Jessica Morton, indoor air quality specialist with the New Hampshire Department of Environmental Services, notes that using plants to clean indoor air is only part of a whole-house solution. “Plants alone won’t solve your indoor air quality problem,” she says, adding that they need to have the proper care.

She cautions that when you have multiple plants, over-watering them could cause mold to grow and possibly create other health issues. Morton prefers to rely on the four principles of healthy homes suggested by the U.S. Environmental Protection Agency: keep the home dry, clean, ventilated and pest-free.

If you are interested in testing your indoor air quality, she recommends finding a professional licensed by the American Board of Industrial Hygiene (www.abih.org) or the American Indoor Air Quality Council (www.iaqcouncil.org)

Plants for your indoor ecological garden

Wolverton’s NASA study showed that palms proved to be the most effective plants overall at improving air quality due to their ability to pump out so much moisture. Wolverton (who has degrees in medical microbiology and chemical engineering) recommends the Areca palm (Chrysalidocarpus lutescens), a medium- textured plant with thin ribbons of green fronds, and the Lady palm (Rhapis excelsa), which features both green and variegated varieties. His research lists the top plants for improving indoor air (see NASA’s Top Houseplants for Improving Air Quality on the facing page).

Many houseplants are varieties of tropical vegetation that are accustomed to growing beneath tall trees in the forest and tolerant of low light levels. Check the minimum exposure a plant needs before you buy it to be sure it will thrive in your chosen location.

Keeping the leaves of your plants dust-free will improve how they function, allowing them to breathe more easily while reducing the allergen factor in your home. Plants also like humidity, so a weekly spritz with the water mister will be appreciated. The Web site cleanairgardening.com, following the NASA guidelines, recommends about fifteen of the plants for a house of less than two thousand square feet be grown in six-inch containers for optimum benefit.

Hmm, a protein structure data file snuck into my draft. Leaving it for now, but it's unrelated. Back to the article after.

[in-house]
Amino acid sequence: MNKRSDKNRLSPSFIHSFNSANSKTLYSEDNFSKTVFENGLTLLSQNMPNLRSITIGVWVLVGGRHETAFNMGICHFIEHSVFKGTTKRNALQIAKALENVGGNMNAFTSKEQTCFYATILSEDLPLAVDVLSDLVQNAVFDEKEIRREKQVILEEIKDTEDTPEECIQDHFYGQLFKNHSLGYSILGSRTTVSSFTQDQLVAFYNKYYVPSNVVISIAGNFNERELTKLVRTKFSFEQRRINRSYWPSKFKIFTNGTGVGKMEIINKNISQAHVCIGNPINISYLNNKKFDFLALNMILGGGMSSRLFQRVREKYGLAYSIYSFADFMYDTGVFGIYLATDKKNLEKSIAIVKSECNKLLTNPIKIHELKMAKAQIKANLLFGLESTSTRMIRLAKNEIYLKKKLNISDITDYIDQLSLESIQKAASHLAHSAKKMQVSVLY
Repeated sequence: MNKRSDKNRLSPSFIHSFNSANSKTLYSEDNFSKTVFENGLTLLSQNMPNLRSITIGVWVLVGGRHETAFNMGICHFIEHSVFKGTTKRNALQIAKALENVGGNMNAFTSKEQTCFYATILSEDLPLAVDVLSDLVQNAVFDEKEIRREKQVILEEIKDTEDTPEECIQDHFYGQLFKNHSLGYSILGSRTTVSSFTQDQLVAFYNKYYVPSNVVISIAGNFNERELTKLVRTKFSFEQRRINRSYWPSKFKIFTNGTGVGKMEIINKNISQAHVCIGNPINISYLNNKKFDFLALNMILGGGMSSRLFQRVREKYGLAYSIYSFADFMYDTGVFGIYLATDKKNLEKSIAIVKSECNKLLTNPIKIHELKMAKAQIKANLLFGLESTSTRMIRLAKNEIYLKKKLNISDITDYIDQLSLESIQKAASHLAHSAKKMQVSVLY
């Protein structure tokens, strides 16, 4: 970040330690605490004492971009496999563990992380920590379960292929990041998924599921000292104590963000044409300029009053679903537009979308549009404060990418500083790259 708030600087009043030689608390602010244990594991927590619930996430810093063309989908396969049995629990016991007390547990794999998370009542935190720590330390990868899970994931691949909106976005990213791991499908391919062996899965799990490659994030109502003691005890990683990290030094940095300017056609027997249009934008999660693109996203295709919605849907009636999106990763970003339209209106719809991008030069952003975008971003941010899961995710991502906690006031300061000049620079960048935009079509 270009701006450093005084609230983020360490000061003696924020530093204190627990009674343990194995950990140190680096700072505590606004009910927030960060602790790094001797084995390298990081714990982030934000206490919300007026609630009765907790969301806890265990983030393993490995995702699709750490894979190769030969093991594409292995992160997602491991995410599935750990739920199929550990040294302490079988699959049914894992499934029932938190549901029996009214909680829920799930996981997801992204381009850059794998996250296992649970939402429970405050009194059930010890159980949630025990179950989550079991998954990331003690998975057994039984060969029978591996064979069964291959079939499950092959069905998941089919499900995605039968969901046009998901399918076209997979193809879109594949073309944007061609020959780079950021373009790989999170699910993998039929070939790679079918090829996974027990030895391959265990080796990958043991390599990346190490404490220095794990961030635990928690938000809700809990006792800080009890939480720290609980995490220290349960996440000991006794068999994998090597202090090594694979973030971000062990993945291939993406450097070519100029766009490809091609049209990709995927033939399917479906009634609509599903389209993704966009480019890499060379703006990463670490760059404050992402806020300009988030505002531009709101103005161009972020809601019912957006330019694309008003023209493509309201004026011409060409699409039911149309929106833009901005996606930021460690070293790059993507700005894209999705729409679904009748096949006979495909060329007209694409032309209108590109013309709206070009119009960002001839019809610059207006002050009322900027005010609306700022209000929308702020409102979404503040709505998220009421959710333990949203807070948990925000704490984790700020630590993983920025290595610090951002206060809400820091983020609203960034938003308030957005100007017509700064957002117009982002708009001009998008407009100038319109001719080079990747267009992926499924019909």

Wolverton also notes that a bonus to plants with a high moisture rate is that they produce negative ions for the indoor atmosphere that studies show may provide a psychological boost.

So sit back, breathe deeply and relax in the company of your new houseplants that are working for you to support a healthy lifestyle.

January is National Radon Action Month

In the Granite State—and many parts of the Northeast—you could be living with radon, a naturally produced radioactive gas that you can’t smell in the air or taste if it is in your water supply. During the winter, when homes are more airtight, the possibility of trapping radon gas—an EPA-labeled carcinogen—inside increases.

The solution is simple: Test your home’s air and water for radon. And, if necessary, install a radon abatement system to exhaust the gas. Do-it-yourself test kits are available from:

• State-certified laboratories;
• By calling the New Hampshire Department of Environmental Services, Radon Program, (800) 852-3345, extension 4610; and
• By calling (800) SOS-RADON (767- 7236).

For more information, see the EPA’s Web site, www.epa.gov/radon.